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Seattle City Council passes suite of parking reforms

The legislation aims for more flexibility around parking—including the flexibility to not build any at all in some cases

Juan Antonio Garcia Jimenez/Getty Images

In a seven-one vote today, the Seattle City Council passed a large package of parking reforms. Among the proposed changes: Residential and commercial spaces above a certain size would be required to offer parking spaces separately from rent, with a goal of decreasing the cost of rent alone. Bike parking requirements would increase. Potential car-share parking could increase. A new classification of parking would make it easier for property owners to rent out parking spaces to people that don’t live or work in a certain building, ideally decreasing parking vacancy and offering up a few more parking options to people who need to park in dense areas.

But one of the more contentious aspects of the legislation, evidenced by a brigade of public testimony lamenting limited access to public, on-street parking, includes clarifying the definition of “frequent transit service” to scheduled transit service—expanding the area where projects would not be required to build off-street parking.

The potential loss of public parking raised eyebrows even among city councilors. An amendment by Lisa Herbold, which would have allowed the Seattle Department of Construction and Inspections to make use of the State Environmental Policy Act to mitigate some parking issues, failed in a two-seven vote. Herbold ultimately voted against the legislation.

Those concerns didn’t prevent the package from passing, though. Councilor Mike O’Brien acknowledged that the decision to vote “yes” was difficult. “You all have elected a Council that is committed to doing climate work,” said O’Brien, noting that it means more than just opposing pipelines. “We also as a community have to take actions to change our impact on the environment right here locally... these are hard actions because they require each of us to change the way we live in our communities.”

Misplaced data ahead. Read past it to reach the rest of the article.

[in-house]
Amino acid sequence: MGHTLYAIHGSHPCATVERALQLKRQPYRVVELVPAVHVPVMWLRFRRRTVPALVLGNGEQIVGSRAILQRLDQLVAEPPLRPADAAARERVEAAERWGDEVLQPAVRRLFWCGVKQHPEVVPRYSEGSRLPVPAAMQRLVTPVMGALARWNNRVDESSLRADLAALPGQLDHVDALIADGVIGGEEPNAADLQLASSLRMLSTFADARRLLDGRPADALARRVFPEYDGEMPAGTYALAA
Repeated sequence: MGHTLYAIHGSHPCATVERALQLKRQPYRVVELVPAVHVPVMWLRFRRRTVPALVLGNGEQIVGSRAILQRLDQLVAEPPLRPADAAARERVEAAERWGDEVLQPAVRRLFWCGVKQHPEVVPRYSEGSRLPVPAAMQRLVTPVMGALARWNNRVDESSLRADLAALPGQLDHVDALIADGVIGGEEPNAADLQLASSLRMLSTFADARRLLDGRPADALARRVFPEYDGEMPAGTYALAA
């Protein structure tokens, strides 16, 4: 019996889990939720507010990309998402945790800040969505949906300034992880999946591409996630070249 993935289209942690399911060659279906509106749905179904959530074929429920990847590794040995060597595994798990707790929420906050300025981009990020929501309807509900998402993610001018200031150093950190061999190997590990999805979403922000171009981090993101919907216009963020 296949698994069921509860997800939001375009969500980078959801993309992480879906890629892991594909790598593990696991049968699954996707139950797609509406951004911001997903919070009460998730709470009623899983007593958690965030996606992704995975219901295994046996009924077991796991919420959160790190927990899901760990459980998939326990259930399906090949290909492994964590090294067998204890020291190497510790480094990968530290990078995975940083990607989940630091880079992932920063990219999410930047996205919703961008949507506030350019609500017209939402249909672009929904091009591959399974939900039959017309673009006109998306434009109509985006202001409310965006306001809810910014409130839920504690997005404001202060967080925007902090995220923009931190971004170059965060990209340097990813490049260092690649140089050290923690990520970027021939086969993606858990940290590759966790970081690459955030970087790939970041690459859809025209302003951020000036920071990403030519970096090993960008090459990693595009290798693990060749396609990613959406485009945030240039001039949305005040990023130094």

“We can’t expect to absorb 70 cars per day and expect to have clean air,” said City Councilor Rob Johnson, who introduced this version of the legislation—although it’s been in the works before he was elected.

Despite car commutes taking a nosedive, Seattleites still tend to own cars; back in August, the Seattle Times reported that Seattle’s car population is growing just as fast as its human population—so while many are choosing to ditch a car on a daily commute, car ownership is something Seattleites still cling to.

Aside from encouraging Seattle residents to ditch car ownership, decreasing parking requirements, the theory goes, could decrease the cost of development—which could decrease the cost of the homes in the building. Building parking is expensive, with a single parking stall adding between $20,000 and $50,000 to total project cost. That, combined with unbundling parking from rent, takes aim at Seattle’s increasingly unaffordable rental costs.

While some, including Herbold, raised concerns that these changes could disproportionately affect low-income residents—especially those using their cars for supplemental income through services like Instacart or Postmates—data also implies that lower-income households are less likely to own a car, although it’s hard to pinpoint exactly. Currently, just over a quarter of current renter households in Seattle do not own a car, compared to just 5 percent of homeowning households—and data from the Harvard Joint Center for Housing Studies shows that median homeowner income is nearly double that of median renter income in the Seattle metro. Car ownership also tends to increase in higher-income neighborhoods in Seattle.

“Seattle Council Bill 119221 aims to ensure that only drivers will have to pay for parking, which seems fair,” said Donald Shoup, author of The High Cost of Free Parking, who was cited by both Johnson and Herbold during discussion, in a statement following the bill’s passage. “People who cannot afford a car or choose not to own a car should not have to pay anything for parking. If drivers don’t pay for their parking, someone else has to pay for it, and that someone is everyone. But a city where everyone happily pays for everyone else’s free parking is a fool’s paradise.”

This article has been updated to include a statement from Donald Shoup;